Thursday, December 5, 2013

Mandela Ndeupi Wacho (Now, Which One Is Nelson Mandela)?

I remember it like it was yesterday: for a few days, rumors had been circulating in Harare that the ANC's President was about to be released from prison; finally that day had come (Feb 11, 1990); it was a weekend and the whole extended family were gathered around the TV. My parents, brothers, cousins, an aunt, we were all gathered around the TV waiting for the liberation icon to emerge onto our (satellite) TV screen.

Finally, there he was! But no, that wasn't him. The Apartheid South African regime had kept all present images of Madiba under wraps. I, like millions of other Africans, had his much younger image of him in my head. The image of him (posted below) as a lawyer,

in a crisp, dark suit with his hair carefully side-parted...that was the image I had of Nelson Mandela. Alas, at the moment that he was released, and in the kerfuffle that ensued, no-one in our family living-room could quite make out who of the men on our TV screen was Madiba.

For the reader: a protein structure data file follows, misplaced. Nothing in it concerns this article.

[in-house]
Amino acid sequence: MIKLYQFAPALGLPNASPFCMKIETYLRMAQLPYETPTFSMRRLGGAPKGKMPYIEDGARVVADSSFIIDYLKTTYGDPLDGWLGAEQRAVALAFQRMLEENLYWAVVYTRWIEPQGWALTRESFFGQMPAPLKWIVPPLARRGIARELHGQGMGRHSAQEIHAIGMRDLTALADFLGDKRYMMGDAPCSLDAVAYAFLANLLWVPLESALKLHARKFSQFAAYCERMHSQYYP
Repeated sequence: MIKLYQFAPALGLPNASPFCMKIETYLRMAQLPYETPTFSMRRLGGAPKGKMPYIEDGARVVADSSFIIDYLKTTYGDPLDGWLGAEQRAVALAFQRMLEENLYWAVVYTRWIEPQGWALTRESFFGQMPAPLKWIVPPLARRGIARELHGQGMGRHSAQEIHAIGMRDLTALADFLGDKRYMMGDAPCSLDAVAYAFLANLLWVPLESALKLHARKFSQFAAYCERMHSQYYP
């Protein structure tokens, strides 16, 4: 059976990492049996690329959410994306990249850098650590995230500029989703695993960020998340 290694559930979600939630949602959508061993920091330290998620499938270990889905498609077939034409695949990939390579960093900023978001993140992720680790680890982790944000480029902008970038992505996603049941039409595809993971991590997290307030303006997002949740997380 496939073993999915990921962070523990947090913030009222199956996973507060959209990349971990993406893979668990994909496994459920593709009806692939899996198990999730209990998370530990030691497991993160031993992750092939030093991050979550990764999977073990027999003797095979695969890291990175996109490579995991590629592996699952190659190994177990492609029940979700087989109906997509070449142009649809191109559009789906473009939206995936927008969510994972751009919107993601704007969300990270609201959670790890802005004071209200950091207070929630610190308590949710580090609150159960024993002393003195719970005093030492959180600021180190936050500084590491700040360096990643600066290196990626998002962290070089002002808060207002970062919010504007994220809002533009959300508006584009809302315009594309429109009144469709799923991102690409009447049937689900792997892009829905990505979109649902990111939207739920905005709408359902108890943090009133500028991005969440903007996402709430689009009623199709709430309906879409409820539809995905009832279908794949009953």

There was an ANC official who had rushed out ahead of the crowd and was busy directing affairs. "Uyo Mandela", (there he is) I shouted out, but swiftly, my older cousin retorted, "No, that's Ramaphosa!". Indeed, Nelson Mandela was right in front of us, walking hand-in-hand with his wife, Winnie Mandela, but for a period of thirty seconds or so, we just couldn't see him. Everyone was looking for the younger Mandela, the figure in their heads. Then Madiba and Winnie gave a Black-Power salute and that's when it dawned on all of us, collectively, that the old man holding Winnie Mandela's hand was none other than Nelson Mandela himself.

My father immediately slumped in his chair, wearing a deep frown on his face, and my aunt asked, "what have they done to him". Twenty-seven years in prison, being subjected to psychological as well as physical torture on a scale unimaginable to the ordinary human being, is the answer to my auntie's question.

This blogger cannot even imagine spending 27 hrs (one day!) in prison, let alone 27 years. But that's the task Madiba proposed to himself, and saw it fit that one day his people would be free and that they would live in a multi-racial, free and democratic South Africa. I salute the epic struggle and achievements of Nelson Rolihlahla Mandela and I say Hamba Kahle.